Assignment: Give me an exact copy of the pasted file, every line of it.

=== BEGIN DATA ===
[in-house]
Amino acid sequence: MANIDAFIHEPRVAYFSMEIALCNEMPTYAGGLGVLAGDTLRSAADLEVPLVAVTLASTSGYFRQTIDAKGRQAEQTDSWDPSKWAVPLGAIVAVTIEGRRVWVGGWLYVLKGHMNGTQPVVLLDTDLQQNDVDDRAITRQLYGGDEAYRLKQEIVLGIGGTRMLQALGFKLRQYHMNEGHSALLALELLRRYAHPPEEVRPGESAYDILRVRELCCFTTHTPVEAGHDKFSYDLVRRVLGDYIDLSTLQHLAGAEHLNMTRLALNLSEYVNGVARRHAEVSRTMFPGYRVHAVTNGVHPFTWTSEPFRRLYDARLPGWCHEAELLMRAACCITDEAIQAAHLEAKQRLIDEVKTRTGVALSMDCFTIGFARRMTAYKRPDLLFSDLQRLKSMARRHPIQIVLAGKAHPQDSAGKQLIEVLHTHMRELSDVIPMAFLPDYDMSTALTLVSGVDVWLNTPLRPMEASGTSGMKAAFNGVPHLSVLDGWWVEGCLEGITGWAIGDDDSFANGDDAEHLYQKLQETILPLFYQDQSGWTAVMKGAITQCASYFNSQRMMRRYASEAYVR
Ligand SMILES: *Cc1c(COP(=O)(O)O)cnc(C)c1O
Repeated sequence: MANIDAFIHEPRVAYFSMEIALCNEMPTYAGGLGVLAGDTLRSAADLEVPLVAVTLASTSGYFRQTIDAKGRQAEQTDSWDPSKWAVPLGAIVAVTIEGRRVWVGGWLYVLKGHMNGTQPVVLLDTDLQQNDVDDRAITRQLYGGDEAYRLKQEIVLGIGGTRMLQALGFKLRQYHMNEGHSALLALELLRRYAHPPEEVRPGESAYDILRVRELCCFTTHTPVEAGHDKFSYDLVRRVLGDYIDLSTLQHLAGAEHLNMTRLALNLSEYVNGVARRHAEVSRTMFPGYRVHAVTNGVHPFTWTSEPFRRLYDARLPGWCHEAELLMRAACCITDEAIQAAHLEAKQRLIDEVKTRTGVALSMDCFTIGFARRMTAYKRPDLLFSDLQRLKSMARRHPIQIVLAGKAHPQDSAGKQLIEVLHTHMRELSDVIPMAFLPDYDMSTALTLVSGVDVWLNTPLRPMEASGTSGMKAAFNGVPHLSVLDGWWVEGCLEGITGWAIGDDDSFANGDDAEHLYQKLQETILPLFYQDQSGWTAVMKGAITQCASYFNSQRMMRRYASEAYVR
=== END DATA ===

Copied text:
[in-house]
Amino acid sequence: MANIDAFIHEPRVAYFSMEIALCNEMPTYAGGLGVLAGDTLRSAADLEVPLVAVTLASTSGYFRQTIDAKGRQAEQTDSWDPSKWAVPLGAIVAVTIEGRRVWVGGWLYVLKGHMNGTQPVVLLDTDLQQNDVDDRAITRQLYGGDEAYRLKQEIVLGIGGTRMLQALGFKLRQYHMNEGHSALLALELLRRYAHPPEEVRPGESAYDILRVRELCCFTTHTPVEAGHDKFSYDLVRRVLGDYIDLSTLQHLAGAEHLNMTRLALNLSEYVNGVARRHAEVSRTMFPGYRVHAVTNGVHPFTWTSEPFRRLYDARLPGWCHEAELLMRAACCITDEAIQAAHLEAKQRLIDEVKTRTGVALSMDCFTIGFARRMTAYKRPDLLFSDLQRLKSMARRHPIQIVLAGKAHPQDSAGKQLIEVLHTHMRELSDVIPMAFLPDYDMSTALTLVSGVDVWLNTPLRPMEASGTSGMKAAFNGVPHLSVLDGWWVEGCLEGITGWAIGDDDSFANGDDAEHLYQKLQETILPLFYQDQSGWTAVMKGAITQCASYFNSQRMMRRYASEAYVR
Ligand SMILES: *Cc1c(COP(=O)(O)O)cnc(C)c1O
Repeated sequence: MANIDAFIHEPRVAYFSMEIALCNEMPTYAGGLGVLAGDTLRSAADLEVPLVAVTLASTSGYFRQTIDAKGRQAEQTDSWDPSKWAVPLGAIVAVTIEGRRVWVGGWLYVLKGHMNGTQPVVLLDTDLQQNDVDDRAITRQLYGGDEAYRLKQEIVLGIGGTRMLQALGFKLRQYHMNEGHSALLALELLRRYAHPPEEVRPGESAYDILRVRELCCFTTHTPVEAGHDKFSYDLVRRVLGDYIDLSTLQHLAGAEHLNMTRLALNLSEYVNGVARRHAEVSRTMFPGYRVHAVTNGVHPFTWTSEPFRRLYDARLPGWCHEAELLMRAACCITDEAIQAAHLEAKQRLIDEVKTRTGVALSMDCFTIGFARRMTAYKRPDLLFSDLQRLKSMARRHPIQIVLAGKAHPQDSAGKQLIEVLHTHMRELSDVIPMAFLPDYDMSTALTLVSGVDVWLNTPLRPMEASGTSGMKAAFNGVPHLSVLDGWWVEGCLEGITGWAIGDDDSFANGDDAEHLYQKLQETILPLFYQDQSGWTAVMKGAITQCASYFNSQRMMRRYASEAYVR